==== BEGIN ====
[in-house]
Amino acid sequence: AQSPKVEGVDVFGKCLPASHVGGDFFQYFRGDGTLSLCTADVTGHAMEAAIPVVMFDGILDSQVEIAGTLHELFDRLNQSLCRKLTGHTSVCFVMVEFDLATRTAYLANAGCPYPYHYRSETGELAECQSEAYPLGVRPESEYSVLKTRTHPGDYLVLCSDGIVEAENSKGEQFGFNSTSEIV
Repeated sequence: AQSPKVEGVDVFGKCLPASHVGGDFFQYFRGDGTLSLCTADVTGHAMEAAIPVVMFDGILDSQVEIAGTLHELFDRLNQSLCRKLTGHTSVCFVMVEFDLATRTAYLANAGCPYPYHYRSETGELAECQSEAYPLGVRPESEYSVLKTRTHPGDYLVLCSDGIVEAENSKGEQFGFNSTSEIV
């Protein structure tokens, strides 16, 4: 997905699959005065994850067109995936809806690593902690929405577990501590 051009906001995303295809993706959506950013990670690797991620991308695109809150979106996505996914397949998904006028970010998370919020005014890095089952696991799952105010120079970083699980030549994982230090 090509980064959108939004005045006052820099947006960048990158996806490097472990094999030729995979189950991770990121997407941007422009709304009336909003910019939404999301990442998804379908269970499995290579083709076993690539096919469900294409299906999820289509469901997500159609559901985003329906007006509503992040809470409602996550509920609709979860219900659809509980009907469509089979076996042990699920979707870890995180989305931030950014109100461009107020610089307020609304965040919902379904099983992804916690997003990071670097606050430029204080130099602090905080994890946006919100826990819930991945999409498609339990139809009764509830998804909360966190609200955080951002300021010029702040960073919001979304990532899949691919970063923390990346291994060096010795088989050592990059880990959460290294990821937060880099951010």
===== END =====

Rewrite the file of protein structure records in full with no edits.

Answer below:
[in-house]
Amino acid sequence: AQSPKVEGVDVFGKCLPASHVGGDFFQYFRGDGTLSLCTADVTGHAMEAAIPVVMFDGILDSQVEIAGTLHELFDRLNQSLCRKLTGHTSVCFVMVEFDLATRTAYLANAGCPYPYHYRSETGELAECQSEAYPLGVRPESEYSVLKTRTHPGDYLVLCSDGIVEAENSKGEQFGFNSTSEIV
Repeated sequence: AQSPKVEGVDVFGKCLPASHVGGDFFQYFRGDGTLSLCTADVTGHAMEAAIPVVMFDGILDSQVEIAGTLHELFDRLNQSLCRKLTGHTSVCFVMVEFDLATRTAYLANAGCPYPYHYRSETGELAECQSEAYPLGVRPESEYSVLKTRTHPGDYLVLCSDGIVEAENSKGEQFGFNSTSEIV
């Protein structure tokens, strides 16, 4: 997905699959005065994850067109995936809806690593902690929405577990501590 051009906001995303295809993706959506950013990670690797991620991308695109809150979106996505996914397949998904006028970010998370919020005014890095089952696991799952105010120079970083699980030549994982230090 090509980064959108939004005045006052820099947006960048990158996806490097472990094999030729995979189950991770990121997407941007422009709304009336909003910019939404999301990442998804379908269970499995290579083709076993690539096919469900294409299906999820289509469901997500159609559901985003329906007006509503992040809470409602996550509920609709979860219900659809509980009907469509089979076996042990699920979707870890995180989305931030950014109100461009107020610089307020609304965040919902379904099983992804916690997003990071670097606050430029204080130099602090905080994890946006919100826990819930991945999409498609339990139809009764509830998804909360966190609200955080951002300021010029702040960073919001979304990532899949691919970063923390990346291994060096010795088989050592990059880990959460290294990821937060880099951010």